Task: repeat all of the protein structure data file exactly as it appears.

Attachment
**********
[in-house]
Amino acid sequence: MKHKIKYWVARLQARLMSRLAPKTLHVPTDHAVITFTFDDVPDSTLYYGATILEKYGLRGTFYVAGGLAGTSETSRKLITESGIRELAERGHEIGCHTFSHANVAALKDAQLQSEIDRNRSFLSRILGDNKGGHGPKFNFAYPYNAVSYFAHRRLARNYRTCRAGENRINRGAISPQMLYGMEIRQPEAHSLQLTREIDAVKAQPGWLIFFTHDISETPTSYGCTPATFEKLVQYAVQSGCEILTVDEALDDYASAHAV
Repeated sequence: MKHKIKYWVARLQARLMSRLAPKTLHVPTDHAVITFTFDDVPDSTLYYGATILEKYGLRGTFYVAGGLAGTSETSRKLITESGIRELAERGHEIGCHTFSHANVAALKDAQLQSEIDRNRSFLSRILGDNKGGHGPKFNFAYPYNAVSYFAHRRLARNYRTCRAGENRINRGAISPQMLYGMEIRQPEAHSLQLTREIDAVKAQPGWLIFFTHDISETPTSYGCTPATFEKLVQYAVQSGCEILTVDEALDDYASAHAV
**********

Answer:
[in-house]
Amino acid sequence: MKHKIKYWVARLQARLMSRLAPKTLHVPTDHAVITFTFDDVPDSTLYYGATILEKYGLRGTFYVAGGLAGTSETSRKLITESGIRELAERGHEIGCHTFSHANVAALKDAQLQSEIDRNRSFLSRILGDNKGGHGPKFNFAYPYNAVSYFAHRRLARNYRTCRAGENRINRGAISPQMLYGMEIRQPEAHSLQLTREIDAVKAQPGWLIFFTHDISETPTSYGCTPATFEKLVQYAVQSGCEILTVDEALDDYASAHAV
Repeated sequence: MKHKIKYWVARLQARLMSRLAPKTLHVPTDHAVITFTFDDVPDSTLYYGATILEKYGLRGTFYVAGGLAGTSETSRKLITESGIRELAERGHEIGCHTFSHANVAALKDAQLQSEIDRNRSFLSRILGDNKGGHGPKFNFAYPYNAVSYFAHRRLARNYRTCRAGENRINRGAISPQMLYGMEIRQPEAHSLQLTREIDAVKAQPGWLIFFTHDISETPTSYGCTPATFEKLVQYAVQSGCEILTVDEALDDYASAHAV